Tuesday, December 15, 2015

Zuism and Tax Rebates in Iceland

During the last week there has been wide interest in the rise of Zuism in and its connection to church-state relations in Iceland.  From the Guardian here:
Icelanders opposed to the state funding of religion have flocked to register as Zuists, a movement that worships ancient Sumerian gods and – perhaps more importantly – promises its followers a tax rebate.
More than 3,100 people – almost 1% of Iceland’s population – have joined the Zuist movement in the past two weeks in protest at paying part of their taxes to the state church and other religious bodies. Followers of Zuism will be refunded the tax element earmarked for religion.
Icelanders are required by law to register their religious status with the state, and then some of their tax money is sent to their religious group by the state to be used to fund religious activities.  This is one way to get around the free-rider problem because members are essentially forced by the state to contribute to their religious group.

However, those who do not want to support religion do not have any of their tax money diverted to religious groups so that they are effectively paying a higher tax rate to the state.  As explained in the article, the Zuist group was at risk of being de-registered as an official religion in Iceland, and thus ineligible for money to be sent by the government, due to low numbers.  Then a group opposed to this role of the state in religion took control of the group and promised to refund money given to the group by the government back to the members.  The group has now grown to almost 1% of Iceland's population.  By comparison, in the U.S. the Seventh-day Adventist Church is about 1.4% of the population.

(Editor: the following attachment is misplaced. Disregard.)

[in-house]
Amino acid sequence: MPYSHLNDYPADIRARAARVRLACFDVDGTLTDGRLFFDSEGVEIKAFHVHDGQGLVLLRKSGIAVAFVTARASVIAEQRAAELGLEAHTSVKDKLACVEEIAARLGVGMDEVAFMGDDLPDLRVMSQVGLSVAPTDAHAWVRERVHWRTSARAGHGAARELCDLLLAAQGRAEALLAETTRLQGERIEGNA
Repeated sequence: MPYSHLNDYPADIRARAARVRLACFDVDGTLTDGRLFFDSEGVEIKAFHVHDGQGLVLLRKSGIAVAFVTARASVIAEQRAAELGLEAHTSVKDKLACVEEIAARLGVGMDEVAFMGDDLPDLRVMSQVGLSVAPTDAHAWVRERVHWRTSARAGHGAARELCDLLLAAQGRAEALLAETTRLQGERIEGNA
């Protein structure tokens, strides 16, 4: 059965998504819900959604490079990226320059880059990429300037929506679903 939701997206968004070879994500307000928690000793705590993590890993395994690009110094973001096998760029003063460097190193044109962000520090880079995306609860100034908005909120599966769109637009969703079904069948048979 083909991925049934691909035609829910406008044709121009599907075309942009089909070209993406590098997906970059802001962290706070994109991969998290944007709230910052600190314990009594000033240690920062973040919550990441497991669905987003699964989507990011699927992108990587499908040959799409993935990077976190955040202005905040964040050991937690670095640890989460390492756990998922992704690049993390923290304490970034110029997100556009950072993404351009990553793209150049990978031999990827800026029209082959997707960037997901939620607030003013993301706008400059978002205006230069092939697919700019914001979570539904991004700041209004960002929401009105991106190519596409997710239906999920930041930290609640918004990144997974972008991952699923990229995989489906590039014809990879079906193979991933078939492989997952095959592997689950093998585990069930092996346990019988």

This development is controversial because the money is being refunded by the group to its members rather than providing religious services, clearly against the intent of the law.  However, there are tricky issues about what is a religious group and what it considers its legitimate operations.  If someone says that this group is violating the law, then someone else says, "Who are you to say what my religious group considers religion?"

No comments:

Post a Comment

Comments of economic content are welcome. Comments that deride or criticize others will be removed.